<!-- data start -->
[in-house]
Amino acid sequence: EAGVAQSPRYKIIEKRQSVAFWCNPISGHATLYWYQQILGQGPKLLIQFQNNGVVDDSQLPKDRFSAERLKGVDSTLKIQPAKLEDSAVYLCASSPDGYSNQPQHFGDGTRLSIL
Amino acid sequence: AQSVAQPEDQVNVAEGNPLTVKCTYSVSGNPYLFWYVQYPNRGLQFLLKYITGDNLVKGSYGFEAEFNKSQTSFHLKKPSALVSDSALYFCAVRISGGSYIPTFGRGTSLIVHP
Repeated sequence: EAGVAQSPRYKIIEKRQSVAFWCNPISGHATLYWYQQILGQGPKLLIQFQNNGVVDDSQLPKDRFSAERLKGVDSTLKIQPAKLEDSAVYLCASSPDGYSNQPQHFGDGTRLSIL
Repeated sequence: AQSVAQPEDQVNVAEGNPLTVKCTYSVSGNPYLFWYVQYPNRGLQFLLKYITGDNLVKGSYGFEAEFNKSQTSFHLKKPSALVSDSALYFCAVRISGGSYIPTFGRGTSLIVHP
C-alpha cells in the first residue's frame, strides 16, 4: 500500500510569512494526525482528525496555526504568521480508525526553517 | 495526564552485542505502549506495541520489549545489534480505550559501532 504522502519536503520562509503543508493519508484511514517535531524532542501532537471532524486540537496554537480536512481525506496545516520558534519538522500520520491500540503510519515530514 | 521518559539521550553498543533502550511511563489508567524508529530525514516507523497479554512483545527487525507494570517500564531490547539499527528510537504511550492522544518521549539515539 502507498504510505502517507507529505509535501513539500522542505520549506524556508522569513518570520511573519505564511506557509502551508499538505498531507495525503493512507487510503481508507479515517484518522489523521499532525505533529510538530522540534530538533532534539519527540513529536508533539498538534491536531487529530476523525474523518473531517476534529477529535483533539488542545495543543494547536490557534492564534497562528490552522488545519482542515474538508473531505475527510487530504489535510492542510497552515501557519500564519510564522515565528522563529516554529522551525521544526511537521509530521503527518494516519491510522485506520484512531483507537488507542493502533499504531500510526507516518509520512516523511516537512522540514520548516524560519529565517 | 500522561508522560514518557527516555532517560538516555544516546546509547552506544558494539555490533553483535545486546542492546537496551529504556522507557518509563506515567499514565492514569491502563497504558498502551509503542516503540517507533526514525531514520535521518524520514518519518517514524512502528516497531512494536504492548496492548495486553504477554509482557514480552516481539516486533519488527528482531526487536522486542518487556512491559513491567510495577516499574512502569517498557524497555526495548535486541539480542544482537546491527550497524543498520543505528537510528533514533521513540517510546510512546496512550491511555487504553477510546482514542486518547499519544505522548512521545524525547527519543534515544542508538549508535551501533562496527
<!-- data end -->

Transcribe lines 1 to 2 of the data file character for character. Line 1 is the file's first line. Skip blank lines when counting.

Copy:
[in-house]
Amino acid sequence: EAGVAQSPRYKIIEKRQSVAFWCNPISGHATLYWYQQILGQGPKLLIQFQNNGVVDDSQLPKDRFSAERLKGVDSTLKIQPAKLEDSAVYLCASSPDGYSNQPQHFGDGTRLSIL